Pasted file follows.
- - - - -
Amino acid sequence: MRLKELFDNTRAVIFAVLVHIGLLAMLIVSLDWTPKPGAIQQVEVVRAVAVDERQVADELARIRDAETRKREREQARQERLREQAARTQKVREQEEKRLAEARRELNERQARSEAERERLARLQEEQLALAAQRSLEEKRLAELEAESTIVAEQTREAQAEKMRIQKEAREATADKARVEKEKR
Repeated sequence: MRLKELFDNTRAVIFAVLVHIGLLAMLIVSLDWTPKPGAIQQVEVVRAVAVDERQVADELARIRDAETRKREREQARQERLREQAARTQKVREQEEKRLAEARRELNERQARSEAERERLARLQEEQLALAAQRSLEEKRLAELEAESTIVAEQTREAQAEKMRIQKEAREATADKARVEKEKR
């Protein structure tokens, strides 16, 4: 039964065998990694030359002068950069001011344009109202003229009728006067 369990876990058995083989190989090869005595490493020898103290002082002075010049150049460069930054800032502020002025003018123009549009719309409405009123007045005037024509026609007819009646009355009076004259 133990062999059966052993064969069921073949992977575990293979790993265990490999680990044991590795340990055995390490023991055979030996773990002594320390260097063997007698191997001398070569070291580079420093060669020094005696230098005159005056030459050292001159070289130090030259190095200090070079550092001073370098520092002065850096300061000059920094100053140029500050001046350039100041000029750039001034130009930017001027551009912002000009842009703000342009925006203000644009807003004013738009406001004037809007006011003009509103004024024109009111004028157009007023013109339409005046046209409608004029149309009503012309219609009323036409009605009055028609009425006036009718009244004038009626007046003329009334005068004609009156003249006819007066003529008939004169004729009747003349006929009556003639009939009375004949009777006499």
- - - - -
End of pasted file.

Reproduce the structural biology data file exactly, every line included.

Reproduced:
Amino acid sequence: MRLKELFDNTRAVIFAVLVHIGLLAMLIVSLDWTPKPGAIQQVEVVRAVAVDERQVADELARIRDAETRKREREQARQERLREQAARTQKVREQEEKRLAEARRELNERQARSEAERERLARLQEEQLALAAQRSLEEKRLAELEAESTIVAEQTREAQAEKMRIQKEAREATADKARVEKEKR
Repeated sequence: MRLKELFDNTRAVIFAVLVHIGLLAMLIVSLDWTPKPGAIQQVEVVRAVAVDERQVADELARIRDAETRKREREQARQERLREQAARTQKVREQEEKRLAEARRELNERQARSEAERERLARLQEEQLALAAQRSLEEKRLAELEAESTIVAEQTREAQAEKMRIQKEAREATADKARVEKEKR
């Protein structure tokens, strides 16, 4: 039964065998990694030359002068950069001011344009109202003229009728006067 369990876990058995083989190989090869005595490493020898103290002082002075010049150049460069930054800032502020002025003018123009549009719309409405009123007045005037024509026609007819009646009355009076004259 133990062999059966052993064969069921073949992977575990293979790993265990490999680990044991590795340990055995390490023991055979030996773990002594320390260097063997007698191997001398070569070291580079420093060669020094005696230098005159005056030459050292001159070289130090030259190095200090070079550092001073370098520092002065850096300061000059920094100053140029500050001046350039100041000029750039001034130009930017001027551009912002000009842009703000342009925006203000644009807003004013738009406001004037809007006011003009509103004024024109009111004028157009007023013109339409005046046209409608004029149309009503012309219609009323036409009605009055028609009425006036009718009244004038009626007046003329009334005068004609009156003249006819007066003529008939004169004729009747003349006929009556003639009939009375004949009777006499």